For the purpose of producing Australian import and export statistics, foreign currencies are converted to the Australian dollar using the exchange rate applicable on the day of shipment. However, these statistics may differ from actual payments as trading partners may undertake the conversion for payment purposes using a different exchange rate or one applying on a different day. In addition, some exporters and importers hedge exchange rates and calculate the value of the transaction using the hedged exchange rate rather than the prevailing exchange rate.


A feature article, "The Terms of Trade and the National Accounts", released with the December quarter 2004 issue of National Income, Expenditure and Product, Australia (cat. no. 5206.0) discusses, amongst other things, how exchange rates can influence the terms of trade.



EXPORT CURRENCIES

Table 1 lists the major currencies used to invoice Australian exports of merchandise goods during a five quarter period, beginning December quarter 2006 and ending December quarter 2007.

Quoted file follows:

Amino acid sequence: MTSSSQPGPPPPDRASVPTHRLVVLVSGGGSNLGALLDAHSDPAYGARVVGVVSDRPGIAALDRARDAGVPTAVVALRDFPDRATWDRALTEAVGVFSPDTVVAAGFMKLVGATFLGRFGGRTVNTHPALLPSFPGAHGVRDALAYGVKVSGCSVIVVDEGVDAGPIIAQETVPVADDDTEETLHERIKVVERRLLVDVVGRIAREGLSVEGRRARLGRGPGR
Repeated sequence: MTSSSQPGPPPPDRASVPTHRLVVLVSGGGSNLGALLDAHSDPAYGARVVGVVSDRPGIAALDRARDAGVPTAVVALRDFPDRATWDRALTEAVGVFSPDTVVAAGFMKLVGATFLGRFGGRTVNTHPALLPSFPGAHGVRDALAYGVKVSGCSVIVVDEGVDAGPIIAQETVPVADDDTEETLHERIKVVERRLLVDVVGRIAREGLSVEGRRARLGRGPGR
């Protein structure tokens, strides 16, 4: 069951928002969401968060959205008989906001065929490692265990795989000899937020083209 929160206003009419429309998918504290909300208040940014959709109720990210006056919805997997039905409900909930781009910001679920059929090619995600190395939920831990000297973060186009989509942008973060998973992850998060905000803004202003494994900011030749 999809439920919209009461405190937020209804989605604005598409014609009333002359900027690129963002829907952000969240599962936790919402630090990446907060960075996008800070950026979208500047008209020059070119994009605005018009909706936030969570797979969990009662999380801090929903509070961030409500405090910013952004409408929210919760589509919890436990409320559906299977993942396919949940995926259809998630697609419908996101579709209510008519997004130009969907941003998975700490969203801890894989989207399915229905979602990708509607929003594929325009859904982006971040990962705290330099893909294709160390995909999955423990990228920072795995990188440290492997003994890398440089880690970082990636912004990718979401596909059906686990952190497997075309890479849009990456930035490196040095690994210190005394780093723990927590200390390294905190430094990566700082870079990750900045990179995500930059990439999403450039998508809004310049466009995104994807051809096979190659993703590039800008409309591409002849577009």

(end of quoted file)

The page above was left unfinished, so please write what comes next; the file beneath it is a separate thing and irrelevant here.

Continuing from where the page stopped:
TABLE 1. INVOICE CURRENCIES FOR EXPORTS

Invoice currency
Dec Qtr 2006
Mar Qtr 2007
Jun Qtr 2007
Sep Qtr 2007
Dec Qtr 2007

VALUE ($m)

USD
32 577
30 171
32 044
31 964
31 946
AUD
9 075
8 311
8 955
9 144
9 529
EUR
451
349
408
381
421
NZD
402
354
403
431
453
GBP
298
329
355
385
322
JPY
327
182
171
360
221
Other
110
111
104
137
128
Total
43 239
39 806
42 439
42 802
43 020

CONTRIBUTION (%)

USD
75.3
75.8
75.5
74.7
74.3
AUD
21.0
20.9
21.1
21.4
22.2
EUR
1.0
0.9
1.0
0.9
1.0
NZD
0.9
0.9
0.9
1.0
1.1
GBP
0.7
0.8
0.8
0.9
0.7
JPY
0.8
0.5
0.4
0.8
0.5
Other
0.3
0.3
0.2
0.3
0.3
Total
100.0
100.0
100.0
100.0
100.0